# Simple op amp question, finding gain and input resistance

Why is the gain -10 for the following op amp? Isn't there a voltage divider between the 100k and the leftmost 10k yielding -11 as gain? And why aren't these resistors playing any role in evaluating the input resistance? Why would Rin be merely 10k?

• Perhaps you're missing the point that op-amp "-" input remains very close to ground for any Vin? So your voltage-divider idea is incorrect. Commented Jun 17, 2017 at 19:40
• Just a note: the 2nd circuit in this question is the same as yours. As one answer there says, "the load resistor is "shorted" to the actual ground, so the current through that resistor does not affect the feedback section at all." Assuming an ideal op-amp (which I bet you are) the rightmost 10k resistor won't affect the transfer function relating the input/output voltages of the inverting op-amp you've shown. Commented Jun 17, 2017 at 19:42
• How can you study all this op-amp circuit without knowing the basic stuff about inverting op-amp?
– G36
Commented Jun 17, 2017 at 22:56
• @G36 I AM familiar with inverting op-amps but I can doubt my understanding at times. Commented Jun 17, 2017 at 23:09
• Apart from completely missing the point, how do you get a gain of -11?
– Chu
Commented Jun 18, 2017 at 0:33

To give you a better understanding what is going on in the inverting amplifier let us at the beginning use this circuit:

We simply have an ideal voltage amplifier with different $A_O$ gains.

Now let as try to find an input resistance.

$$R_{IN} = \frac{V_{IN}}{I_{1}}$$

$$I_{1} = \frac{V_{IN} - V_{OUT}}{R_F} =\frac{V_{IN} - A_OV_{IN}}{R_F} = V_{IN} \frac{1 -A_O}{R_F}$$

$$R_{IN} = \frac{R_F}{1-A_O}$$

And for inverting input we have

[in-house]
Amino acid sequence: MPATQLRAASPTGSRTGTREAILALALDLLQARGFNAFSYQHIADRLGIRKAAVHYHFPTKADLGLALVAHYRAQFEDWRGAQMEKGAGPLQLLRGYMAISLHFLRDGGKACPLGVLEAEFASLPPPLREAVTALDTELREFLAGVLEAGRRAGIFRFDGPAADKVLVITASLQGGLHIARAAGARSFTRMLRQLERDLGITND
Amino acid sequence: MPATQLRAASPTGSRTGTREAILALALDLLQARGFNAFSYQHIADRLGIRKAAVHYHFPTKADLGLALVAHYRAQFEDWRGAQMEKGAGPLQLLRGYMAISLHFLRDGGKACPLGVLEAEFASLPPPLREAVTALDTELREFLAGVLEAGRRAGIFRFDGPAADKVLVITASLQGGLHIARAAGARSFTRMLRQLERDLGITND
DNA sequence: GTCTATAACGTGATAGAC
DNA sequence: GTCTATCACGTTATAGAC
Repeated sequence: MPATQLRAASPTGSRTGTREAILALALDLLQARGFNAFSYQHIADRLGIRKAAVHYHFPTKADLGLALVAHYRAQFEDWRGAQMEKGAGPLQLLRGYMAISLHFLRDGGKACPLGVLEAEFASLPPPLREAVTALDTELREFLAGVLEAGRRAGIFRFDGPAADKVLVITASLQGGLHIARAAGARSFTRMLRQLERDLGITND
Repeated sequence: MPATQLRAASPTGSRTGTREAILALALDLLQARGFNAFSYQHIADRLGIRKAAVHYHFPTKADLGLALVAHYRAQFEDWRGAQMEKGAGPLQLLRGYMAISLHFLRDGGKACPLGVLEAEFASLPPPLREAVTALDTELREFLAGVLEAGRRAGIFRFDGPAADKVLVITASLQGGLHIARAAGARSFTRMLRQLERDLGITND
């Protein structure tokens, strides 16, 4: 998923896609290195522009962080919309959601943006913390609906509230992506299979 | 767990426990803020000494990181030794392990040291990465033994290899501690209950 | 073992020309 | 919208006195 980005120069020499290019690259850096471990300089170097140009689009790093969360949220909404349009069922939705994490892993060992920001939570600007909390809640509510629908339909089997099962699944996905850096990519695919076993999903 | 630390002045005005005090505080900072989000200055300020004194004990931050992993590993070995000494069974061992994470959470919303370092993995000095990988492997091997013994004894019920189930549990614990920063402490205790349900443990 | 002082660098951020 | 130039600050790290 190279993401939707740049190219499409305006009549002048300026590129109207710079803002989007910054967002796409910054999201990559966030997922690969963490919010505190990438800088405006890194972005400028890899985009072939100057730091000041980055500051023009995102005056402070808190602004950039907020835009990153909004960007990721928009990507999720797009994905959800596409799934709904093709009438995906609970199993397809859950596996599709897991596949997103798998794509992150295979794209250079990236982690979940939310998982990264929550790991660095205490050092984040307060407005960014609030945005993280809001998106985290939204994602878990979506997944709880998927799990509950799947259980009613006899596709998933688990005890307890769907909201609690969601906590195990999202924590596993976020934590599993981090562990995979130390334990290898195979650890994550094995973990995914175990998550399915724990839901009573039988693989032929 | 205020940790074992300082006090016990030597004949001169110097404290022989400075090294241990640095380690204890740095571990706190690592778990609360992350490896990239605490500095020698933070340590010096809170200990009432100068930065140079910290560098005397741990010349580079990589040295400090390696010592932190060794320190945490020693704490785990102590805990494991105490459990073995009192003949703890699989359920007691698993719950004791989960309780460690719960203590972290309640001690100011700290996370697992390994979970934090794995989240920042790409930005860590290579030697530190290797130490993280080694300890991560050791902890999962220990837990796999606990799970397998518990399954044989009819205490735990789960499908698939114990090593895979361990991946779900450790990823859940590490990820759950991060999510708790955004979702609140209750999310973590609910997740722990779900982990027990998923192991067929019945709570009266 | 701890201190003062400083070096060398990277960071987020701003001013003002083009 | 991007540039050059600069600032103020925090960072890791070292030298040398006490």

$$R_{IN} = \frac{R_F}{1-( - A_O)} = \frac{R_F}{1+|A_O|}$$

For example if $A_O = 10$ (open loop gain) in input current is $I_1 = \frac{11V}{10k\Omega} = 1.1mA$ and the input resistance is :

$$R_{IN} = \frac{1V}{1.1mA} = 909.09\Omega$$

As you can see our $R_{IN}$ resistance is $(1 + |A_O|)$ smaller than $R_F$ if we have inverting amplifier. And this is what we call a Miller effect.

And now if we add a resistor between the signal source and the op-amp inverting input we created the inverting amplifier.

As you can see this time the amplifier input resistance is equal to:

$$R_{IN} = R_1 + \frac{R_F}{1+|A_O|}$$

And for the Op-amp $A_O \to \infty$ approach to infinity.

Hence we have a "virtual Ground" at the inverting input and $R_{IN} = R_1$ and the voltage gain is $A_V = -\frac{R_F}{R_1}$ due to negative feedback.

Or we can treat this circuit as voltage to current converter $R_1$ and the ideal Op-amp plus $R_F$ forms $R_1$ current to voltage converter.

The positive feedback (RF resistor between the opamp output and non-inverter input) would cause $R_{IN}$ to increases (for $A_O$ from 0 to 1, and for $A_O$ large the 1 we would create a negative resistance). But this is a different story.

Think about the Vin- pin of the opamp. For large, very large gains, even with 10 volts outpout, that Vin- will be ~~ zero volts (OK, not truly zero but within 10 or 20 microvolts of zero). The OPA211 with 130dB gain (at DC) has 3,000,000x gain, meaning with +10 volts Vout the voltage between Vin- and Vin+ is only 3.1 microVolts.

We label this behavior "virtual Ground" and visualize the currents flowing through Rin and Rfb as passing by that virtual ground, from input voltage on left side of Rin to right side of Rfb.

With Vin across Rin, and the same current flowing into Rfb to exit into the OpAmp's internal transistors (and its power pins), the Vout will be 10X the Vin.

Welcome to the useful world of "virtual ground" behavior.

• To understand WHY the inverting input is "nearly" at ground potential, you must understand how negative feedback works.
– LvW
Commented Jun 18, 2017 at 7:35